On the second-to-last day of Virginia Tech’s winter break, you would expect to see college students sleeping in, texting friends, or watching Netflix. One of the last situations you may predict for these students on their day off would be for them to be awake at 7 AM, dressed in business casual attire and sitting in Technomics’ 15th-floor conference room.

Yet that’s exactly what was happening on Friday, January 17th. Technomics and a group of VT students were participating in the first ever VT Industrial and Systems Engineering (ISE) department’s DC Area Company Trip. The trip, organized by the VT ISE department’s Emerging Leaders Board (ELB), comprised a full day for a handful of students touring four different companies in the DC metro area.

In addition to Technomics, the students toured and had Q&A sessions at Accenture, TeraThink, and 1901 Group . Government consulting can be an enigma to those outside of its world, and students expressed the surprising impact that the tour had on their understanding and appreciation of government consulting. For the consulting industry, this is a win in itself as the competition for talent is becoming increasingly crucial.

At Technomics, the students heard from President and CEO Al Leung, who addressed the distinguishing characteristics of Technomics, such as consistent company growth, it technical excellence standards and heavy emphasize on people development.  He also fielded questions regarding the industry and career growth.  Some employee-owners such as Corey Maples (VT ISE ’12), Heather Wells (VT ISE ’19), and Ken Rhodes (VT ISE ’07 & ’11) provided advice and insight into their career paths since graduation.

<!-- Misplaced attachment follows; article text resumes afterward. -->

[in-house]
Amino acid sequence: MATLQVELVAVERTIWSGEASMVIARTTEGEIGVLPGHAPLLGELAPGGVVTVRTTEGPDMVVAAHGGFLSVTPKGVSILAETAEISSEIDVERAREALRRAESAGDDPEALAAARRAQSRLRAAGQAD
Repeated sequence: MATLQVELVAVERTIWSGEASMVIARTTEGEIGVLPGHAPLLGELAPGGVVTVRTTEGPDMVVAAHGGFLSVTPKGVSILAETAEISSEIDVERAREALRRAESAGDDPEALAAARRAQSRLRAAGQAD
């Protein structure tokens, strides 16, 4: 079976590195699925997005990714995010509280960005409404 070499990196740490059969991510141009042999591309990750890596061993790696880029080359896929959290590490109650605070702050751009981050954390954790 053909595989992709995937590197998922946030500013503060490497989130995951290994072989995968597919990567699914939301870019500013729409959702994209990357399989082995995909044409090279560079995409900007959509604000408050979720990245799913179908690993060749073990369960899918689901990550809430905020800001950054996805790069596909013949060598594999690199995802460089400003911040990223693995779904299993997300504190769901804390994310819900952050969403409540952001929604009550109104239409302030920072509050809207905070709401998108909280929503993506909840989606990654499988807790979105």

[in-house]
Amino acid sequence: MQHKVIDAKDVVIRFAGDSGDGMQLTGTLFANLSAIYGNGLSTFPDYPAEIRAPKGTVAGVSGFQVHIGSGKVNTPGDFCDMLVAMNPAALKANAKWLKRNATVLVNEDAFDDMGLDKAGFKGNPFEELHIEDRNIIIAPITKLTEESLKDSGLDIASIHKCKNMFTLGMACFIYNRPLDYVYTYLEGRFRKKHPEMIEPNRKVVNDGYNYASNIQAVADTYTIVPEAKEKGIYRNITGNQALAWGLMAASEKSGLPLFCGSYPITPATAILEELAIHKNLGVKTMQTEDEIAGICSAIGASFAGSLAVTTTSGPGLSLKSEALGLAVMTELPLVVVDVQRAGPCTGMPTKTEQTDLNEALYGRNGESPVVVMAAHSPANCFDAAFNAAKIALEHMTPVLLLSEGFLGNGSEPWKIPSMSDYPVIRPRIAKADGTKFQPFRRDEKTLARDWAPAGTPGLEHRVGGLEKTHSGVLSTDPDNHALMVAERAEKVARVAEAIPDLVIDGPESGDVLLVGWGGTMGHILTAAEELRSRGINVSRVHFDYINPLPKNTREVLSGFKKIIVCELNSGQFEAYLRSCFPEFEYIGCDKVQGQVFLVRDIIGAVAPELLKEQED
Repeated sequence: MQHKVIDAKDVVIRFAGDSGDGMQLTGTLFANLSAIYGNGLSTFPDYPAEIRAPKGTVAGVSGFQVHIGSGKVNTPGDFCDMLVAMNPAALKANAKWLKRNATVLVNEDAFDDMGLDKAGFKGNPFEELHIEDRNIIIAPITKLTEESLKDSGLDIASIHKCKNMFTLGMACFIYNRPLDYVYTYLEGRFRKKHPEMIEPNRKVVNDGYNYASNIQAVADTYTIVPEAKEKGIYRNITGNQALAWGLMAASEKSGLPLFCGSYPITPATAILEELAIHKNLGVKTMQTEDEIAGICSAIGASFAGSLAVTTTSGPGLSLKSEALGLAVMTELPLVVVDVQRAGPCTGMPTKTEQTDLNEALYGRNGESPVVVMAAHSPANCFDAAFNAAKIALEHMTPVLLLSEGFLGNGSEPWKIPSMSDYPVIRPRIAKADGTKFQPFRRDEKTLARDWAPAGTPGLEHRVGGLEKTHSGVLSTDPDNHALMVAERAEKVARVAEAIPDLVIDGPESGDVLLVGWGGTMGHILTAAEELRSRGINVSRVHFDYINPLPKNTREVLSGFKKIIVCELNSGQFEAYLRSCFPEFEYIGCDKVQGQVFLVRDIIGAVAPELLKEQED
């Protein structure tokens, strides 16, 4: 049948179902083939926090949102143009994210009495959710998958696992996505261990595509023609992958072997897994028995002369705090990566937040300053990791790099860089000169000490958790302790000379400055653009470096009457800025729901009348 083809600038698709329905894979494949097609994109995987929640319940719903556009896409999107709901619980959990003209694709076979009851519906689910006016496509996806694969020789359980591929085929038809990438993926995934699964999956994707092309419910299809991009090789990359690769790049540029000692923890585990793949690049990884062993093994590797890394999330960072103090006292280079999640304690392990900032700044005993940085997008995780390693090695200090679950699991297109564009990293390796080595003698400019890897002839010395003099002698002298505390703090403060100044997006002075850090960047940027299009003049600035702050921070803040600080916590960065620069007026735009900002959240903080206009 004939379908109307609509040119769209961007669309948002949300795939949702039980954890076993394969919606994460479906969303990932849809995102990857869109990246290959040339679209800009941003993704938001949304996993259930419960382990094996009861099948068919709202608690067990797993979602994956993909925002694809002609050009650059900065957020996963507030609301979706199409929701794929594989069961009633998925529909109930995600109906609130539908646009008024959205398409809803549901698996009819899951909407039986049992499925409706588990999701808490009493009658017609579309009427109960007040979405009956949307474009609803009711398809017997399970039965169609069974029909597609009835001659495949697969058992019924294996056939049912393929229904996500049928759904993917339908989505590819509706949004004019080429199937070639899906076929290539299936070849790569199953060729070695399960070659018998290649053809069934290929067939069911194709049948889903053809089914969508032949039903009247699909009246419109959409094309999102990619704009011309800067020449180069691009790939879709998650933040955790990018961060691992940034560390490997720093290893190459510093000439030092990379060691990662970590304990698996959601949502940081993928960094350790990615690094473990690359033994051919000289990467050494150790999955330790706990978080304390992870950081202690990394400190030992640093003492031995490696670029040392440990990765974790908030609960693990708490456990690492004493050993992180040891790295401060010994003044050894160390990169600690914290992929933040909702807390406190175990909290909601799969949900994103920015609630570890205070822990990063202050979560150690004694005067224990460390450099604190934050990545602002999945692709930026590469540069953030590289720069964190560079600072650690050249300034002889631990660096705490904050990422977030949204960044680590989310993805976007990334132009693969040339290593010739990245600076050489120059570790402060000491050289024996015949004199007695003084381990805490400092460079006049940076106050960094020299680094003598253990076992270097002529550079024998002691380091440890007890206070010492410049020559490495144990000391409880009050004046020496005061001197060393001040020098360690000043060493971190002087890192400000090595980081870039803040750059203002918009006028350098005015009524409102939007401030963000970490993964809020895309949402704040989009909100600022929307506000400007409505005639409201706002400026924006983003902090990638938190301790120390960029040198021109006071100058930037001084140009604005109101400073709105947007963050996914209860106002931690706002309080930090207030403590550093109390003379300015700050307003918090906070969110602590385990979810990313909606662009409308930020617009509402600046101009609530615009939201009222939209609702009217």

The following week, class started up again and winter break was left behind, but Virginia Tech and the analytics consulting industry had been brought closer by the VT ISE DC Area company trip. Technomics looks forward to working alongside Virginia Tech’s engineering programs in the future to strengthen the connection between technical degrees and the consulting industry, exposing students to opportunities they may have not previously considered.